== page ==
Thus, they may form an immediate attachment and idealize the other person, but when a slight separation or conflict occurs, they switch unexpectedly to the other extreme and angrily accuse the other person of not caring for them at all. Even with family members, individuals with BPD are highly sensitive to rejection, reacting with anger and distress to such mild separations as a vacation, a business trip, or a sudden change in plans.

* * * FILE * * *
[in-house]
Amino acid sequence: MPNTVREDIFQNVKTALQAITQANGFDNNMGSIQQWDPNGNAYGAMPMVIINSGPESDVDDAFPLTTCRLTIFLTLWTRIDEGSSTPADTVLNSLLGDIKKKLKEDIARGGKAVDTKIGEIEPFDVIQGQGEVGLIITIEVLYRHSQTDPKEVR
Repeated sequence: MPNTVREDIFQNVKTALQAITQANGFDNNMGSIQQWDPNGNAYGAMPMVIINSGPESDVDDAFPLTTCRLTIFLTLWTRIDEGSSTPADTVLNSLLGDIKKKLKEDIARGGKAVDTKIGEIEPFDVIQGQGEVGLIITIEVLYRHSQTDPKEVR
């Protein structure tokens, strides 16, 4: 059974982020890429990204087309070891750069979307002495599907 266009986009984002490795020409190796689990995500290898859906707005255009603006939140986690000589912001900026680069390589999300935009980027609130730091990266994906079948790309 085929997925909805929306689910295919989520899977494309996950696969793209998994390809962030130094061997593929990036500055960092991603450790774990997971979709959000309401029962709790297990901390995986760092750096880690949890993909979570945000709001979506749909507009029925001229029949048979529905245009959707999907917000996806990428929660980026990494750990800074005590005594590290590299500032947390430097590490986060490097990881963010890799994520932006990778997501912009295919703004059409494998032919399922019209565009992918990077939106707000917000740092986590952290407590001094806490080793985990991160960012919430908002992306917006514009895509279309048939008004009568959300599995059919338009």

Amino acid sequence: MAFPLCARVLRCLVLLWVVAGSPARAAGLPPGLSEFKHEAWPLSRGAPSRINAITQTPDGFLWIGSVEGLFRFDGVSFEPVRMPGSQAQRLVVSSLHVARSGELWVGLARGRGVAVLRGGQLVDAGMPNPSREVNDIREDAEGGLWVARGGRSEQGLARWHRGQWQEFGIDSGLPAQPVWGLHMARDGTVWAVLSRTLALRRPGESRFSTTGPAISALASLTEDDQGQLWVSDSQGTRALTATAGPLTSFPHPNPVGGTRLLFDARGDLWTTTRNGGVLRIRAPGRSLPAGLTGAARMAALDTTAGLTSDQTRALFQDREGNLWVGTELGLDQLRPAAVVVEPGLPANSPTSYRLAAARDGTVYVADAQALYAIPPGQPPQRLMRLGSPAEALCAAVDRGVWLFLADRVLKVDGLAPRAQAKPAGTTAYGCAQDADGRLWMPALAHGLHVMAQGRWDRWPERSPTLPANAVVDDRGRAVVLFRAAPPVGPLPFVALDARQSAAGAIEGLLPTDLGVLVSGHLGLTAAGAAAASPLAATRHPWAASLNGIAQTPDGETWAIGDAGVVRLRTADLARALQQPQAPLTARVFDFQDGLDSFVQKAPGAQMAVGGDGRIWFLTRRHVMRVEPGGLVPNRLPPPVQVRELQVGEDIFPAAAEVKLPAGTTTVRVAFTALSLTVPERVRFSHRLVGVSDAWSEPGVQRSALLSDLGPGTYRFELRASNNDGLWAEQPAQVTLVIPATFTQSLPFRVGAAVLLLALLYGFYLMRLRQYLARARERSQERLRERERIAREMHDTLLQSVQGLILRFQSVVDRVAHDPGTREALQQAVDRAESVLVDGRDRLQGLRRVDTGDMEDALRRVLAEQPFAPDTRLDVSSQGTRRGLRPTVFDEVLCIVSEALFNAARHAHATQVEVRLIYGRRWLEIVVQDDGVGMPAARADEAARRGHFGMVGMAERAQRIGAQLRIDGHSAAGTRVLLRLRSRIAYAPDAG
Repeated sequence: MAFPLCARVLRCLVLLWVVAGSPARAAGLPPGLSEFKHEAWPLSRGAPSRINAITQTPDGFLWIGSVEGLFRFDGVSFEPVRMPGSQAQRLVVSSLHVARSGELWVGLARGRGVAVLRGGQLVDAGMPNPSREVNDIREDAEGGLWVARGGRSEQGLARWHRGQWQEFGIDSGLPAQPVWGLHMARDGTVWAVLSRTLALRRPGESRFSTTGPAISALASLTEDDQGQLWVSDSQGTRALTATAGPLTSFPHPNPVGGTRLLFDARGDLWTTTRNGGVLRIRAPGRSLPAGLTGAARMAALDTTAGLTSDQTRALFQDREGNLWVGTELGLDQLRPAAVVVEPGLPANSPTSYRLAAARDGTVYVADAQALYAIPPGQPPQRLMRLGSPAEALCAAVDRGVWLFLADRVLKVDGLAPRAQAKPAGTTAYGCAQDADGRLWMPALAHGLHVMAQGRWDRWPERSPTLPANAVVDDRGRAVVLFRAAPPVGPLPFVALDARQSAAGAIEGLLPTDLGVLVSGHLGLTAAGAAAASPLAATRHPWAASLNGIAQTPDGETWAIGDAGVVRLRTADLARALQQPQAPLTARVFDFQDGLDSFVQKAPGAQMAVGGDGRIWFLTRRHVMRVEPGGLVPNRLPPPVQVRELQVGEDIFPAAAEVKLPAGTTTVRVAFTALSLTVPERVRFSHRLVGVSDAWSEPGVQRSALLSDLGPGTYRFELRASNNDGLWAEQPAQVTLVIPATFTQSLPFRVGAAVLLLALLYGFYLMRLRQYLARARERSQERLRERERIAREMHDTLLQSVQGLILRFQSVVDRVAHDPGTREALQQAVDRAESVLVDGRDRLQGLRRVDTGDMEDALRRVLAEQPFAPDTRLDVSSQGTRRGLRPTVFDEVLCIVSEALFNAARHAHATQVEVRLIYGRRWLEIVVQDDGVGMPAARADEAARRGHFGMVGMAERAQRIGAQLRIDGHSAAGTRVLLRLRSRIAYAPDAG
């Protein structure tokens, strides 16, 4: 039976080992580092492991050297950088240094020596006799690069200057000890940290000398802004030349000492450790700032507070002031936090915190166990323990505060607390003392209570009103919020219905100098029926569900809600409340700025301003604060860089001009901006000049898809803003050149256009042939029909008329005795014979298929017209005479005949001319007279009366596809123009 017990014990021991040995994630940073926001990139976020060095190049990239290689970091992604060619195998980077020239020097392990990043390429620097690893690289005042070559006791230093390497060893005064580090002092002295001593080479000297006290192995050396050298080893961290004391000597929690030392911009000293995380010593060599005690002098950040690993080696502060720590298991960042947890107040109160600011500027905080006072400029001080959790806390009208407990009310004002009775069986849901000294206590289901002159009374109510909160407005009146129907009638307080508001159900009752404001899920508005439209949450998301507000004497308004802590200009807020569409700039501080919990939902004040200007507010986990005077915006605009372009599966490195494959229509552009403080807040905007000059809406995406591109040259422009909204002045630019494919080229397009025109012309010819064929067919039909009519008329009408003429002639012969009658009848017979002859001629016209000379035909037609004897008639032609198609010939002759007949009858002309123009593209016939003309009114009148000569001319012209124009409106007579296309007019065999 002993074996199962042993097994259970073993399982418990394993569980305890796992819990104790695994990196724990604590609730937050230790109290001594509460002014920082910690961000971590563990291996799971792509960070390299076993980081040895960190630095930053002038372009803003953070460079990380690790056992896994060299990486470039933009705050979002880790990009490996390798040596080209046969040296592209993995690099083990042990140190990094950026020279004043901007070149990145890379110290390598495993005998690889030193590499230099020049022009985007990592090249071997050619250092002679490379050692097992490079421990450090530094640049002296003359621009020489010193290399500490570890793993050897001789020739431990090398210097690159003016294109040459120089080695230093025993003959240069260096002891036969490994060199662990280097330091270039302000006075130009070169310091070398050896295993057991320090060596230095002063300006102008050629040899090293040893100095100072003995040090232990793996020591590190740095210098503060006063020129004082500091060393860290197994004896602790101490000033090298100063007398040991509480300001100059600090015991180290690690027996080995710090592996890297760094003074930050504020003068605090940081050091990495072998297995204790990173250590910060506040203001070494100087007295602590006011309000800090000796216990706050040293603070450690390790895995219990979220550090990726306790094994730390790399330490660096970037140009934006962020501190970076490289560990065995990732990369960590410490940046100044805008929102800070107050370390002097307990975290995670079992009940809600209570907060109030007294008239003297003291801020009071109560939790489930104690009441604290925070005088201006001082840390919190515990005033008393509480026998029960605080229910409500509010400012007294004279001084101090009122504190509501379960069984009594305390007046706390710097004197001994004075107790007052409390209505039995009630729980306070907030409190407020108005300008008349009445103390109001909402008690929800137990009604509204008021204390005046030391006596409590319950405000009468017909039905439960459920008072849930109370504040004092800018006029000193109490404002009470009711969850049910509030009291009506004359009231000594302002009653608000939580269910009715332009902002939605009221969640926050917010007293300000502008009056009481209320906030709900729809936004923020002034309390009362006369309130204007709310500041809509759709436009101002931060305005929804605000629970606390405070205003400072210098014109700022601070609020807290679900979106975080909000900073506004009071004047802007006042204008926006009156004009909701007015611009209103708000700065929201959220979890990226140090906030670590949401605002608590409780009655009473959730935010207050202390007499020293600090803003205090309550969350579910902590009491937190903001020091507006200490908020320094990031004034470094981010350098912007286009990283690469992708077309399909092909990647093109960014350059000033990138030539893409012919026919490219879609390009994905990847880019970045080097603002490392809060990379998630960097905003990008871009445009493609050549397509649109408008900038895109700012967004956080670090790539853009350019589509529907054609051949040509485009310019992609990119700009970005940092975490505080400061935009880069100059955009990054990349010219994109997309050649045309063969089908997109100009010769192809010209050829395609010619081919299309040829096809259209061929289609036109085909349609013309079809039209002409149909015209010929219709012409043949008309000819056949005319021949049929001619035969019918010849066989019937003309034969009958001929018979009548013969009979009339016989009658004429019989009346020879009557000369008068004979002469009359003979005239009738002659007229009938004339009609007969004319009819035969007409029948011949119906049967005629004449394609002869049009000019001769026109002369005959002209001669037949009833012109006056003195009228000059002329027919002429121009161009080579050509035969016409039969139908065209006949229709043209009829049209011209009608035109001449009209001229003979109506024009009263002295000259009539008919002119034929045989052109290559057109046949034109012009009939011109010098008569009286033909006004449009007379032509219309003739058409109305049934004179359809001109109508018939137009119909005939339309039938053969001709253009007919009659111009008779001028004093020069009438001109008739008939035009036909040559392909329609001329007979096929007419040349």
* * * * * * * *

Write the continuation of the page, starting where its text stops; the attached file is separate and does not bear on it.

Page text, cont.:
These fears of abandonment seem to be related to difficulties feeling emotionally connected to important persons when they are physically absent, leaving the individual with BPD feeling lost and perhaps worthlessness. Suicide threats and attempts may occur along with anger at perceived abandonment and disappointments. People with BPD exhibit other impulsive behaviors, such as excessive spending, binge eating and risky sex. BPD often occurs together with other psychiatric problems, particularly bipolar disorder, depression, anxiety disorders, substance abuse, and other personality disorders.